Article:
India has a little over one million modern medicine (allopathy) doctors to treat its population of 1.3 billion people. Of these, only around 10% work in the public health sector, shows data from the National Health Profile 2017.
Only one in five doctors in rural India are qualified to
practise medicine, found a World Health Organisation (WHO) report on India’s healthcare workforce, highlighting the widespread problem of quackery. The WHO report, published in 2016, said 31.4% of those calling themselves allopathic doctors were educated only up to Class 12 and 57.3% doctors did not have a medical qualification. In India, self-styled doctors without formal training provide up to 75% of primary care visits.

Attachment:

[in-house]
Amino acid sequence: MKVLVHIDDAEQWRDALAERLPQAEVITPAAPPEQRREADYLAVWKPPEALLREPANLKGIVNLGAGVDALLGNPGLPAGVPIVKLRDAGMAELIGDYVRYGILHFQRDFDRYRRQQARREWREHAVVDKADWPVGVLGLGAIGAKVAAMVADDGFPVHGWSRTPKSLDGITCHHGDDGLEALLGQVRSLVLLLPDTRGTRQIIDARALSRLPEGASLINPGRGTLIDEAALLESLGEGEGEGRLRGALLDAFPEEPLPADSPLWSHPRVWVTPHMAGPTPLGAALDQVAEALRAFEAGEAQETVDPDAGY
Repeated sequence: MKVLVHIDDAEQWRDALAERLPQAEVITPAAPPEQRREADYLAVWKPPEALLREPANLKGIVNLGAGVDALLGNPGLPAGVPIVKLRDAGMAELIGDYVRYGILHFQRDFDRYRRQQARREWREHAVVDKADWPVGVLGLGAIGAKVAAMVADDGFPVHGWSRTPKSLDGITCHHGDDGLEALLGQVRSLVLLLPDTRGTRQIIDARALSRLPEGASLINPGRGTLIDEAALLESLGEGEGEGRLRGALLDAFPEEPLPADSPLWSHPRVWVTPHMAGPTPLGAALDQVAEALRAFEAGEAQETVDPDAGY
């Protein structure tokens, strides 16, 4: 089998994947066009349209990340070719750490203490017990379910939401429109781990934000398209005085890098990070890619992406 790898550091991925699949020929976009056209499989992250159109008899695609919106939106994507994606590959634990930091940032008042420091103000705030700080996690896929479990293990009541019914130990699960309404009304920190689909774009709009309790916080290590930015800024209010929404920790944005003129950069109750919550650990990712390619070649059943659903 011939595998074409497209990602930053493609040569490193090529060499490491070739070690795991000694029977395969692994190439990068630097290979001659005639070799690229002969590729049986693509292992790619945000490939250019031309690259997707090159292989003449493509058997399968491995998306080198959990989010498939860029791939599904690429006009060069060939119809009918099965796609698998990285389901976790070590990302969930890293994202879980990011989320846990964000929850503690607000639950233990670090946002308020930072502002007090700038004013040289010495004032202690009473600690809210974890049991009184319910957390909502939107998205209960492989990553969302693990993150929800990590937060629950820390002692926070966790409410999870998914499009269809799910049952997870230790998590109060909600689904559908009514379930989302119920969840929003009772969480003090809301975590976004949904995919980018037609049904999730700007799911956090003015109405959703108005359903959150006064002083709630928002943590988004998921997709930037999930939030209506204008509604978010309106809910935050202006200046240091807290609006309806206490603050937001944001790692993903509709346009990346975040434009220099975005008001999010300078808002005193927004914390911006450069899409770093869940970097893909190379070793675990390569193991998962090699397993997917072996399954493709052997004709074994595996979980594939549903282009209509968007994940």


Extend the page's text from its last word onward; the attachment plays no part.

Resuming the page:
There are 462 medical colleges that teach 56,748 doctors and 3,123 institutions that prepare 1, 25,764 nurses each year, but with India’s population increasing annually by 26 million, the numbers are too little. Instead of establishing more medical colleges, what needs to be done first is to have well-qualified faculty in each college to train doctors, nurses, and health technicians.
The healthcare industry is waiting for a much needed boost.
“The government is allowing higher income tax exemption on insurance premium and healthcare cess- both will lead to higher expenditure in healthcare by individual and the government will have more funds for healthcare growth, which is very commendable. We had expected some relief on imported equipment and the government’s encouragement on medical consumables and devices made in India, which would have provided much needed boost to the health industry. However, general upbeat budget, will compensate for it,” said Dr. Alok Roy, Chairman, Medica Group of